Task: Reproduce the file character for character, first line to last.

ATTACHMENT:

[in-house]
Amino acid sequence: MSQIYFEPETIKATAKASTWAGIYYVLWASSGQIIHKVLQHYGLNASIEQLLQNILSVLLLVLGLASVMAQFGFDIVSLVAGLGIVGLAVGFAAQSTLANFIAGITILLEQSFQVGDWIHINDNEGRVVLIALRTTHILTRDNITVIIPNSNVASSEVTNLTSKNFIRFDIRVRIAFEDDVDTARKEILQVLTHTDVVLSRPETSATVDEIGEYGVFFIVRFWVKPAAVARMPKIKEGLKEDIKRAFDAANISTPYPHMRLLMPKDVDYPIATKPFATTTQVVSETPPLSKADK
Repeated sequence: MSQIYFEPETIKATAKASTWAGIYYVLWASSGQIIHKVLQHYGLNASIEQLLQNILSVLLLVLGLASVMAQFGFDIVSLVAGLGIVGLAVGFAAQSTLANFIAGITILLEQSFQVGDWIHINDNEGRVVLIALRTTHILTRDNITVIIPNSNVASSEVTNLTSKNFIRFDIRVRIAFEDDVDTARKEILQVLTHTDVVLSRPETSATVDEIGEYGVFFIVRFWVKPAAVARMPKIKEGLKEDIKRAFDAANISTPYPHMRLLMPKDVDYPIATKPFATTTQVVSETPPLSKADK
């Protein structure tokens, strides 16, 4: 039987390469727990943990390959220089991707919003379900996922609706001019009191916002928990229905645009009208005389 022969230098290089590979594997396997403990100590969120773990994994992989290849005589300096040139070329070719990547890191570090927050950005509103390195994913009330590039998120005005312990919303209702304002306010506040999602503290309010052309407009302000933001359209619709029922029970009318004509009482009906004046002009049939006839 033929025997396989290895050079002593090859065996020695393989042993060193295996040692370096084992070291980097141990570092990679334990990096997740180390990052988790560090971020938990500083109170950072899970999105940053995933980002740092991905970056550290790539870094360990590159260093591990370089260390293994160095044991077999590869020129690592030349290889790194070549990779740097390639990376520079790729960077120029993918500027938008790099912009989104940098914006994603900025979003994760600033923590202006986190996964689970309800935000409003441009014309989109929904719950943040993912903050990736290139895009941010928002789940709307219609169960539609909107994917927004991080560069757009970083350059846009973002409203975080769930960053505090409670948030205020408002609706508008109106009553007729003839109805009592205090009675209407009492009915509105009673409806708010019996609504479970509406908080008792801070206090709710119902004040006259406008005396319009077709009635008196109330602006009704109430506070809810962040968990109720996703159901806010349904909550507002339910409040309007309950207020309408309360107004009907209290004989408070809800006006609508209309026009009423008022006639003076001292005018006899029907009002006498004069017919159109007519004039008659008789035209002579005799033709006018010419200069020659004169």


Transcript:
[in-house]
Amino acid sequence: MSQIYFEPETIKATAKASTWAGIYYVLWASSGQIIHKVLQHYGLNASIEQLLQNILSVLLLVLGLASVMAQFGFDIVSLVAGLGIVGLAVGFAAQSTLANFIAGITILLEQSFQVGDWIHINDNEGRVVLIALRTTHILTRDNITVIIPNSNVASSEVTNLTSKNFIRFDIRVRIAFEDDVDTARKEILQVLTHTDVVLSRPETSATVDEIGEYGVFFIVRFWVKPAAVARMPKIKEGLKEDIKRAFDAANISTPYPHMRLLMPKDVDYPIATKPFATTTQVVSETPPLSKADK
Repeated sequence: MSQIYFEPETIKATAKASTWAGIYYVLWASSGQIIHKVLQHYGLNASIEQLLQNILSVLLLVLGLASVMAQFGFDIVSLVAGLGIVGLAVGFAAQSTLANFIAGITILLEQSFQVGDWIHINDNEGRVVLIALRTTHILTRDNITVIIPNSNVASSEVTNLTSKNFIRFDIRVRIAFEDDVDTARKEILQVLTHTDVVLSRPETSATVDEIGEYGVFFIVRFWVKPAAVARMPKIKEGLKEDIKRAFDAANISTPYPHMRLLMPKDVDYPIATKPFATTTQVVSETPPLSKADK
């Protein structure tokens, strides 16, 4: 039987390469727990943990390959220089991707919003379900996922609706001019009191916002928990229905645009009208005389 022969230098290089590979594997396997403990100590969120773990994994992989290849005589300096040139070329070719990547890191570090927050950005509103390195994913009330590039998120005005312990919303209702304002306010506040999602503290309010052309407009302000933001359209619709029922029970009318004509009482009906004046002009049939006839 033929025997396989290895050079002593090859065996020695393989042993060193295996040692370096084992070291980097141990570092990679334990990096997740180390990052988790560090971020938990500083109170950072899970999105940053995933980002740092991905970056550290790539870094360990590159260093591990370089260390293994160095044991077999590869020129690592030349290889790194070549990779740097390639990376520079790729960077120029993918500027938008790099912009989104940098914006994603900025979003994760600033923590202006986190996964689970309800935000409003441009014309989109929904719950943040993912903050990736290139895009941010928002789940709307219609169960539609909107994917927004991080560069757009970083350059846009973002409203975080769930960053505090409670948030205020408002609706508008109106009553007729003839109805009592205090009675209407009492009915509105009673409806708010019996609504479970509406908080008792801070206090709710119902004040006259406008005396319009077709009635008196109330602006009704109430506070809810962040968990109720996703159901806010349904909550507002339910409040309007309950207020309408309360107004009907209290004989408070809800006006609508209309026009009423008022006639003076001292005018006899029907009002006498004069017919159109007519004039008659008789035209002579005799033709006018010419200069020659004169």